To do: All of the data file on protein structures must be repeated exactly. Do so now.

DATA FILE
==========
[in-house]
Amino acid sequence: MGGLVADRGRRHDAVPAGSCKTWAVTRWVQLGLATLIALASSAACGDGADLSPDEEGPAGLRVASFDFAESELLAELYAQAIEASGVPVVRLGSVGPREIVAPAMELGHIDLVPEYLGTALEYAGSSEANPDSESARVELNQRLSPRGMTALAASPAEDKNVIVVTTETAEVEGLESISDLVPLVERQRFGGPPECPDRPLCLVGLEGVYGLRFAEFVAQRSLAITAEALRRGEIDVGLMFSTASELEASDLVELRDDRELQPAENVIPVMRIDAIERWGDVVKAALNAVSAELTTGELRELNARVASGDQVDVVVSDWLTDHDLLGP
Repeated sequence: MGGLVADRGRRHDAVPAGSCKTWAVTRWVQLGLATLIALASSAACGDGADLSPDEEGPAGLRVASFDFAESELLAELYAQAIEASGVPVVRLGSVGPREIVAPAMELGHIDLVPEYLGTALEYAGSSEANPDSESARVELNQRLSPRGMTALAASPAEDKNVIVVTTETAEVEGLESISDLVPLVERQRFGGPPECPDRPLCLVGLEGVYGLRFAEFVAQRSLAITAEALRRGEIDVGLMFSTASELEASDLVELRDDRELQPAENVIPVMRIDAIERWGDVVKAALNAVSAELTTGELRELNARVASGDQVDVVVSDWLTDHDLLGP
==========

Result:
[in-house]
Amino acid sequence: MGGLVADRGRRHDAVPAGSCKTWAVTRWVQLGLATLIALASSAACGDGADLSPDEEGPAGLRVASFDFAESELLAELYAQAIEASGVPVVRLGSVGPREIVAPAMELGHIDLVPEYLGTALEYAGSSEANPDSESARVELNQRLSPRGMTALAASPAEDKNVIVVTTETAEVEGLESISDLVPLVERQRFGGPPECPDRPLCLVGLEGVYGLRFAEFVAQRSLAITAEALRRGEIDVGLMFSTASELEASDLVELRDDRELQPAENVIPVMRIDAIERWGDVVKAALNAVSAELTTGELRELNARVASGDQVDVVVSDWLTDHDLLGP
Repeated sequence: MGGLVADRGRRHDAVPAGSCKTWAVTRWVQLGLATLIALASSAACGDGADLSPDEEGPAGLRVASFDFAESELLAELYAQAIEASGVPVVRLGSVGPREIVAPAMELGHIDLVPEYLGTALEYAGSSEANPDSESARVELNQRLSPRGMTALAASPAEDKNVIVVTTETAEVEGLESISDLVPLVERQRFGGPPECPDRPLCLVGLEGVYGLRFAEFVAQRSLAITAEALRRGEIDVGLMFSTASELEASDLVELRDDRELQPAENVIPVMRIDAIERWGDVVKAALNAVSAELTTGELRELNARVASGDQVDVVVSDWLTDHDLLGP